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Key Islamic State figure killed in Syria drone strike, U.S. says

Maher al-Agal, who worked to build ISIS networks outside of Iraq and Syria, was targeted along with an associate, the U.S. military said

People inspect the site in northern Syria where a U.S. drone targeted Islamic State operatives on July 12. (Rami Al Sayed/AFP/Getty Images)

A top leader of the Islamic State terrorist organization was killed in a U.S. drone strike Tuesday in northwest Syria, the White House and U.S. military announced, an operation officials said would undercut the group’s ability to plan and carry out attacks globally.

Maher al-Agal, who worked “aggressively” on building the group’s networks outside of Iraq and Syria, according to the U.S. military, was one of two targets of the strike outside Jindires, about 35 miles northwest of Aleppo. Agal was considered to be one of the top five Islamic State leaders in Iraq and Syria, U.S. officials said.

A second individual closely associated with him, whom the military did not identify, was “seriously injured” in the strike, according to U.S. Central Command. A humanitarian group with personnel on the ground said the person eventually died of his wounds. U.S. military officials did not immediately confirm that report.

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President Biden praised the development, saying it “represents the culmination of determined and meticulous intelligence work and stands as testament to the bravery and skill of our armed forces.”

“It also demonstrates that the United States does not require thousands of troops in combat missions to identify and eliminate threats to our country,” Biden said in a statement. The U.S. military footprint in the Middle East has been significantly reduced in recent years as Washington contends with threats posed by China in the Indo-Pacific region, as well as Russia’s pronounced aggression in Europe.

U.S. officials, citing an initial review, said no civilians were harmed in the attack.

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Tuesday’s operation occurred in a village called Khaltan, according to the White Helmets, a team of first responders that works in northwest Syria. In a message posted on Twitter early Tuesday afternoon, the group affirmed that one person was killed and another was wounded after a drone struck, targeting a motorcycle. In a subsequent post, the group said that the second person had later died.

The White Helmets posted a picture, showing shrapnel on a road in a rural area, surrounded by what appeared to be olive groves. The area, near the Turkish border, is controlled by Turkish-backed Syrian rebels.

Other Syrian social media accounts posted pictures of a severely wounded man purported to be the second passenger, as well as the mangled remains of the motorcycle.

The strike comes a day ahead of Biden’s planned visit to the Middle East, where he will visit with Israeli, Palestinian, Saudi and other Arab leaders. Biden is expected to focus on promoting regional security cooperation in response to Iran, which has carried out a string of recent provocations as hopes for a revived nuclear deal dim.

Domestically, Biden’s trip will be watched for any developments it may yield in the realm of oil and gas markets. Biden is expected to attend a summit of the Gulf Cooperation Council, whose members include some of the most influential oil producers in the region. But the president also faces pressure not to compromise the U.S. message on human rights in exchange for guarantees that could help alleviate high gas prices at home exacerbated by the war in Ukraine, particularly when it comes to making deals with Saudi Arabia.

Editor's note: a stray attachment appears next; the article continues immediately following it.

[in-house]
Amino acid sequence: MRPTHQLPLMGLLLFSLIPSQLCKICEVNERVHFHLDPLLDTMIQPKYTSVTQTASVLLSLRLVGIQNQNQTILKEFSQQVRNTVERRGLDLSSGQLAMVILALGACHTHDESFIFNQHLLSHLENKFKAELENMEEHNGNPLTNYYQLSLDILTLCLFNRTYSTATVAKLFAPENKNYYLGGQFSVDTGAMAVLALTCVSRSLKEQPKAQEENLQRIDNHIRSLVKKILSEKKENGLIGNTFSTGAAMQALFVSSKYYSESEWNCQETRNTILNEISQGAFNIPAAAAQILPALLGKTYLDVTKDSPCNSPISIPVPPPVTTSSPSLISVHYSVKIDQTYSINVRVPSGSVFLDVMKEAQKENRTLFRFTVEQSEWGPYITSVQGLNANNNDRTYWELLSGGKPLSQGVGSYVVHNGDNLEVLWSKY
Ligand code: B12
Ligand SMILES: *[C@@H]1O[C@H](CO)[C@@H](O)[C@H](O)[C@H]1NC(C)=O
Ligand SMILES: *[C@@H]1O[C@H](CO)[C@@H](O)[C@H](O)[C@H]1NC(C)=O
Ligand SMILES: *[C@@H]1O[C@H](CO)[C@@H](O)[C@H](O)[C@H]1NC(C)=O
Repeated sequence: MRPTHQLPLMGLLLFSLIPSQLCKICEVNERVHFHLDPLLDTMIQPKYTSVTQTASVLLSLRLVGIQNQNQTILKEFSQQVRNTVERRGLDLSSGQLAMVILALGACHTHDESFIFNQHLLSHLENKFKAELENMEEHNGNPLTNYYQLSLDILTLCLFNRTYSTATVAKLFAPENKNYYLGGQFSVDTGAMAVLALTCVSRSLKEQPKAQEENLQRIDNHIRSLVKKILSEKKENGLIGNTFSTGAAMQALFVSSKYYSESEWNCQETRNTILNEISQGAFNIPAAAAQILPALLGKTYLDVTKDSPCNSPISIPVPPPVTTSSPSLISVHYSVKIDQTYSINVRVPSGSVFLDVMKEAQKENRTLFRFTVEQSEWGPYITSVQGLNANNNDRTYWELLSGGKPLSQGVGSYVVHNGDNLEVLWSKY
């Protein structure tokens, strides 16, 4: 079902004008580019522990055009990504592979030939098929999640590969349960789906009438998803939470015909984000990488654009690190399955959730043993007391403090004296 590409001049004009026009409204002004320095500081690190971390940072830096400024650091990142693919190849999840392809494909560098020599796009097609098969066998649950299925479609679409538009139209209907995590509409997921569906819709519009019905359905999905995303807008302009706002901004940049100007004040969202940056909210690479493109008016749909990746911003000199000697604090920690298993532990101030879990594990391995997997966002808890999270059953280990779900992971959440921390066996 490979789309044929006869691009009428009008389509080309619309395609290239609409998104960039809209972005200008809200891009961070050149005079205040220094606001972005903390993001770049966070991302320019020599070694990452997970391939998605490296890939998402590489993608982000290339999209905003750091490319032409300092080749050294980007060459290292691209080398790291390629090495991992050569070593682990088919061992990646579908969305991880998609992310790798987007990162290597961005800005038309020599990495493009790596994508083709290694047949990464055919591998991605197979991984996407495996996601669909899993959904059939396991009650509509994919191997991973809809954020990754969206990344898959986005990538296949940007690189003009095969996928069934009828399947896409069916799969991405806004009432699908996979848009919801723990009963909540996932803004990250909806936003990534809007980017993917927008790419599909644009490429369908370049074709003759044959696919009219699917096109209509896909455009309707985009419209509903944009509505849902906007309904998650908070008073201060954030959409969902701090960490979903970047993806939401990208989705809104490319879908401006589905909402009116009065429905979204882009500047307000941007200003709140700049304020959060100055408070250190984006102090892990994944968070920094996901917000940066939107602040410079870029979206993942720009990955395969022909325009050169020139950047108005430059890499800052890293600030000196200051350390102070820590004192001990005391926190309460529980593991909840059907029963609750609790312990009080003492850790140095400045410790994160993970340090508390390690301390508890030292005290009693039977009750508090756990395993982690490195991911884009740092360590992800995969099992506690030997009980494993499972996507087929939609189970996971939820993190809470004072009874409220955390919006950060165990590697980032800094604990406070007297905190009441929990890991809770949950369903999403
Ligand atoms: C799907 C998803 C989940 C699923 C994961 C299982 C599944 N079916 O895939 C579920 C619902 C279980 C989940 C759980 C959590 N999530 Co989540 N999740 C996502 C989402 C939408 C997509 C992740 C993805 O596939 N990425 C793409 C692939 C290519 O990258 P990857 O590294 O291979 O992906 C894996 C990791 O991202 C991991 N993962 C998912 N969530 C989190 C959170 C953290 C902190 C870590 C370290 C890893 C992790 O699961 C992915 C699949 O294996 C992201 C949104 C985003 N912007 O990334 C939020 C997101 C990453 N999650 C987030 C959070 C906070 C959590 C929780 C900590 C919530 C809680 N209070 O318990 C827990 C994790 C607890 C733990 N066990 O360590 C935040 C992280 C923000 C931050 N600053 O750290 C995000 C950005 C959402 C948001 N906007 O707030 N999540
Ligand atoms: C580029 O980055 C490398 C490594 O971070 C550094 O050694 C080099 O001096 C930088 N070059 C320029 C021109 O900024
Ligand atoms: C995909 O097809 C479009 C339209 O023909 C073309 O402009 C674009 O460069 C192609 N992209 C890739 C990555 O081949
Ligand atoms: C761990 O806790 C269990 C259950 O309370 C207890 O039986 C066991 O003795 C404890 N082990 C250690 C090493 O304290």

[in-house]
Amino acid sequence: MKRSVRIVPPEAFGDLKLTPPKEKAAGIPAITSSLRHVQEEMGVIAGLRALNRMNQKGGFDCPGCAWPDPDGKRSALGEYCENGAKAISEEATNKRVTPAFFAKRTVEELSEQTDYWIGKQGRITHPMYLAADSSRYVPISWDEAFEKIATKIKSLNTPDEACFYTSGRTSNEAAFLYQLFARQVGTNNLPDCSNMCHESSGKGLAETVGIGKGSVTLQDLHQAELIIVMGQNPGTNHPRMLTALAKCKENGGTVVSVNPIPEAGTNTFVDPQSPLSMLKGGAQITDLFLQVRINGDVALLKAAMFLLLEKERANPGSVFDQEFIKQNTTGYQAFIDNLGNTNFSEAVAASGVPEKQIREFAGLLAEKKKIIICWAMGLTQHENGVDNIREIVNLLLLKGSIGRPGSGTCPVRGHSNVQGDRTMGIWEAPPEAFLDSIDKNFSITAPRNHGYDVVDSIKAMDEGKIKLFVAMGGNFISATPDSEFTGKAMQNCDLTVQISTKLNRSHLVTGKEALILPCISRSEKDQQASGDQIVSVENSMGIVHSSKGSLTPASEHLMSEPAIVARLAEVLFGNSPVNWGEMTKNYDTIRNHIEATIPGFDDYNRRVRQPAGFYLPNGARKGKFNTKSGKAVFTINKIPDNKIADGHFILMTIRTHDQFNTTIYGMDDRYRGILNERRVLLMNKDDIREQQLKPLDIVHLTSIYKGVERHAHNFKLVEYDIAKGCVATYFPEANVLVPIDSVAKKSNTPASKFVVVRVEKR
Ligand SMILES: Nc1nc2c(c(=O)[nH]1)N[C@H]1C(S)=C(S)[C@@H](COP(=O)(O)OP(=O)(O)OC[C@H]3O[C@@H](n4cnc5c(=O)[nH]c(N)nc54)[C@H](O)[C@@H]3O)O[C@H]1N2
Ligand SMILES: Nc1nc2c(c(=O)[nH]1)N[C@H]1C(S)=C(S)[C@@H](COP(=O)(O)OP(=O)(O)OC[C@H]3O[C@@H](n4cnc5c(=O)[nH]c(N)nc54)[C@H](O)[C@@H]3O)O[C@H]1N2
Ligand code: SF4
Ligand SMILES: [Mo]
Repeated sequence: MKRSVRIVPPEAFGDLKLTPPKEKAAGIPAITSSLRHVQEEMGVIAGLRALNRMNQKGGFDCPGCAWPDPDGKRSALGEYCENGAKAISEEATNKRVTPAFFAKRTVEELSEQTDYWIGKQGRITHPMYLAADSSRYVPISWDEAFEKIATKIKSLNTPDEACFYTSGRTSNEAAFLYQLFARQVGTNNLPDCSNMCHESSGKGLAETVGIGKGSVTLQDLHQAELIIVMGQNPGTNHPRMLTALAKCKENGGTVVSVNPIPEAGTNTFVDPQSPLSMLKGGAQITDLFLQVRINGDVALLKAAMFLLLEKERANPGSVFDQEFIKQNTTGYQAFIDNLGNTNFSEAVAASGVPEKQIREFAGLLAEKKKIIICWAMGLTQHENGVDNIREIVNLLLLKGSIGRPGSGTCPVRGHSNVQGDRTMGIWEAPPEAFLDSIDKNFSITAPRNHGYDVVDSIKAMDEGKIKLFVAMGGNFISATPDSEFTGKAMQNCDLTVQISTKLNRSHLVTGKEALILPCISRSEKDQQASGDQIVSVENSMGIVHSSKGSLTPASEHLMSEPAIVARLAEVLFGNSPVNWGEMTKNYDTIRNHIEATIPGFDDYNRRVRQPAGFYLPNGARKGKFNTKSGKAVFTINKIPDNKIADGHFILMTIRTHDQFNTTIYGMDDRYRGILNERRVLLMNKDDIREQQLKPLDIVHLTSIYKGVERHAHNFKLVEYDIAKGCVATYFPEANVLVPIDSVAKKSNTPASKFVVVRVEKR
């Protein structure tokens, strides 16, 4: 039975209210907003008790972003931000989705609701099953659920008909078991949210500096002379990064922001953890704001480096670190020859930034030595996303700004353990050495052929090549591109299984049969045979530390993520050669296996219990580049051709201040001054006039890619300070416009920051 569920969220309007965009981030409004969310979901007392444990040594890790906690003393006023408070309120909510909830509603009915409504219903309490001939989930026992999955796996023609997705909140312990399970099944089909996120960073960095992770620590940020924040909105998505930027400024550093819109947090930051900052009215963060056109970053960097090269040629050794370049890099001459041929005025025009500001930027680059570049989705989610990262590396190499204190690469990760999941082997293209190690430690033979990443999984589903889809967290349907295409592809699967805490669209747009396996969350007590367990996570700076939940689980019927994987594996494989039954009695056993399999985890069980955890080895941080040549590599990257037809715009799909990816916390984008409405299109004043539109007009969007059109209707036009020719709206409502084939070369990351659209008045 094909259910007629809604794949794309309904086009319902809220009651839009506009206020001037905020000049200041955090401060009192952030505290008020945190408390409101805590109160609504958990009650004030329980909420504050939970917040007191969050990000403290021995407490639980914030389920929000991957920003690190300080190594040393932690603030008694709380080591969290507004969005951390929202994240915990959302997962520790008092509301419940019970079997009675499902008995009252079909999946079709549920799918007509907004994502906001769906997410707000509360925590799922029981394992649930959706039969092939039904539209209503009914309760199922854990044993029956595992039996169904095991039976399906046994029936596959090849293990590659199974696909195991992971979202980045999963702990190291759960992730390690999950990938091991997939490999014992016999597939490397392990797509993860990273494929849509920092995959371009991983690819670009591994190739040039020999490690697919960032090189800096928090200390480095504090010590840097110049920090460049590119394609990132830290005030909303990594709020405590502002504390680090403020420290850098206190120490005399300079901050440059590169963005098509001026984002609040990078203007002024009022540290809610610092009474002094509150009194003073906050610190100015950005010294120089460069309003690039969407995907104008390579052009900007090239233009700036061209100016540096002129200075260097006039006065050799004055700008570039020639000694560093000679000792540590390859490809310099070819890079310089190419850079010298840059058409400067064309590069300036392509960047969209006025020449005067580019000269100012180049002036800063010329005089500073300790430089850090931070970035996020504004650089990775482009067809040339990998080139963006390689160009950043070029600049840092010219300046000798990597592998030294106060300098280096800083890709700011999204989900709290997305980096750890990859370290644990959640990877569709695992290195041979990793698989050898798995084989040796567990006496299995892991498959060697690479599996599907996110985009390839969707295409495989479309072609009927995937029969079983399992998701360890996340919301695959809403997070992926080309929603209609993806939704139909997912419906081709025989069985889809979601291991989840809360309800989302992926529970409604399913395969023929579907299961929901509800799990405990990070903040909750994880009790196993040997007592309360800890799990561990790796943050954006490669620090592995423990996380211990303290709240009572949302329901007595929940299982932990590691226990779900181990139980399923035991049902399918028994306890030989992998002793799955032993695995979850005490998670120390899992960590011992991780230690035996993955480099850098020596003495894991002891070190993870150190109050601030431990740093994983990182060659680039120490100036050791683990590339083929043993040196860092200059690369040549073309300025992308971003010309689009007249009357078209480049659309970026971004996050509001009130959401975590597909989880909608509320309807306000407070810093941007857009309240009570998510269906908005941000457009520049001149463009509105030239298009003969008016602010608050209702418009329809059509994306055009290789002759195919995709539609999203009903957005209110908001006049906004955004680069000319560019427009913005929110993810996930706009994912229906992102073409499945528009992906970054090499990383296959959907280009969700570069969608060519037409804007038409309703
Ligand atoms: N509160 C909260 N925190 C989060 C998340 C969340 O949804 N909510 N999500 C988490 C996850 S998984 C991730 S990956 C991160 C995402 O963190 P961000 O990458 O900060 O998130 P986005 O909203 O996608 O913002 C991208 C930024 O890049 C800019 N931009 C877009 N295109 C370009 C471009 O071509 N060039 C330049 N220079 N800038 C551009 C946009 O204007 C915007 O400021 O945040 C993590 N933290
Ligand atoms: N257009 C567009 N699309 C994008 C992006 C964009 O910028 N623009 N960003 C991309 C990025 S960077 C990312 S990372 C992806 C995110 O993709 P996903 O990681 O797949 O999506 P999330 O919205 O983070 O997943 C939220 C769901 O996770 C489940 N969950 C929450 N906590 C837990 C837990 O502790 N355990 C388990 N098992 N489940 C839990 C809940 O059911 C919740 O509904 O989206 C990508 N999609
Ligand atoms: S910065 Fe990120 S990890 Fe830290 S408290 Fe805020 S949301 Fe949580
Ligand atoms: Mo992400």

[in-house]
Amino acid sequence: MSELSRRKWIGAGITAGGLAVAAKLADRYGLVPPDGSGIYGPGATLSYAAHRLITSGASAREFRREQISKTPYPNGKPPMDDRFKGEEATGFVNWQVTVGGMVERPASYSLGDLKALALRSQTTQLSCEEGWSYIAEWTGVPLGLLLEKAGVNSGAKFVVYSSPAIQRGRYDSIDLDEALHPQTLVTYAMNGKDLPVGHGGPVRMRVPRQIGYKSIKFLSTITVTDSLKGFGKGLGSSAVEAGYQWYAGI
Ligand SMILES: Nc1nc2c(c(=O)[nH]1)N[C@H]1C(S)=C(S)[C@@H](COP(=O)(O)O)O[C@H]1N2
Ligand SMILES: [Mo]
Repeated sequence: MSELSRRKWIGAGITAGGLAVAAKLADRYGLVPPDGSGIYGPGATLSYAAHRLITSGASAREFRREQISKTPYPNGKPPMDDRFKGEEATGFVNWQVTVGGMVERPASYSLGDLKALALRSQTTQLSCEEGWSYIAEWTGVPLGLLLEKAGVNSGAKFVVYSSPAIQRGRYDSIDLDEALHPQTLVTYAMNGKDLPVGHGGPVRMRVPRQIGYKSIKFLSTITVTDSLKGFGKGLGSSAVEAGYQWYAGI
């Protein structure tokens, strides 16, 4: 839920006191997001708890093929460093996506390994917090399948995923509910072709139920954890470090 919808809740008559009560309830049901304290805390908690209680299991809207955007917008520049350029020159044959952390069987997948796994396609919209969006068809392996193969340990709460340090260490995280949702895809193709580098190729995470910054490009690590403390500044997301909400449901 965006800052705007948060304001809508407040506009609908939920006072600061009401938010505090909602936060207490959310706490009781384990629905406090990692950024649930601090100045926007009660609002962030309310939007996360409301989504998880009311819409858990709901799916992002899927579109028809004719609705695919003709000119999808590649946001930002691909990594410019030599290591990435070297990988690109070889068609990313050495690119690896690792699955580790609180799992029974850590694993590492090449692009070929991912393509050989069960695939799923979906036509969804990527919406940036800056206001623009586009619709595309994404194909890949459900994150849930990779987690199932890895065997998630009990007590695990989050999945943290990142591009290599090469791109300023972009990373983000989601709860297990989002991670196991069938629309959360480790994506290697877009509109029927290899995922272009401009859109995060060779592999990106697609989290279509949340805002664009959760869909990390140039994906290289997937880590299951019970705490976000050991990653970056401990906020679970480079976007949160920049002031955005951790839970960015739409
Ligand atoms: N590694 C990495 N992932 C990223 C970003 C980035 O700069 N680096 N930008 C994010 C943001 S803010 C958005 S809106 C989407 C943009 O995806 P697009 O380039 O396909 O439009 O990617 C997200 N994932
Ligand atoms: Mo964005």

The Islamic State was not expected to be among the top agenda items for Biden’s trip. But Tuesday’s strike is a reminder of the destabilizing role it continues to play in the Middle East.

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Tuesday’s strike is the latest in a number of U.S. military efforts to pick off or capture top operators within the terrorist organization. The drone strike on Agal follows the high-profile raid earlier this year that led to the death of Islamic State leader Abu Ibrahim al-Hashimi al-Qurayshi.

His predecessor, Abu Bakr al-Baghdadi, was killed during a similar raid in October 2019.

In both operations, U.S. military officials came under scrutiny after civilians, including children, were killed. The Pentagon has faced broad criticism in recent years for incurring civilian casualties in attacks on the Islamic State — including charges that it covered up the death of women and children in a 2019 strike on the group’s fighters in Baghouz, Syria.

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While the U.S. military has acknowledged it can do better, it has rejected accusations that it actively tried to hide civilian deaths, declining to mete out serious punishments of U.S. personnel or hold commanders responsible over the incidents.

Still, it appears such accusations have made some impression.

CENTCOM was quick to point out Tuesday that, according to initial assessments, no civilians were injured or killed during the strike on Agal. They took a similar tone last month when announcing that no civilians had been harmed during a raid to capture Islamic State bombmaker Hani Ahmed al-Kurdi, known as the “Wali of Raqqa.”

Fahim reported from Istanbul.

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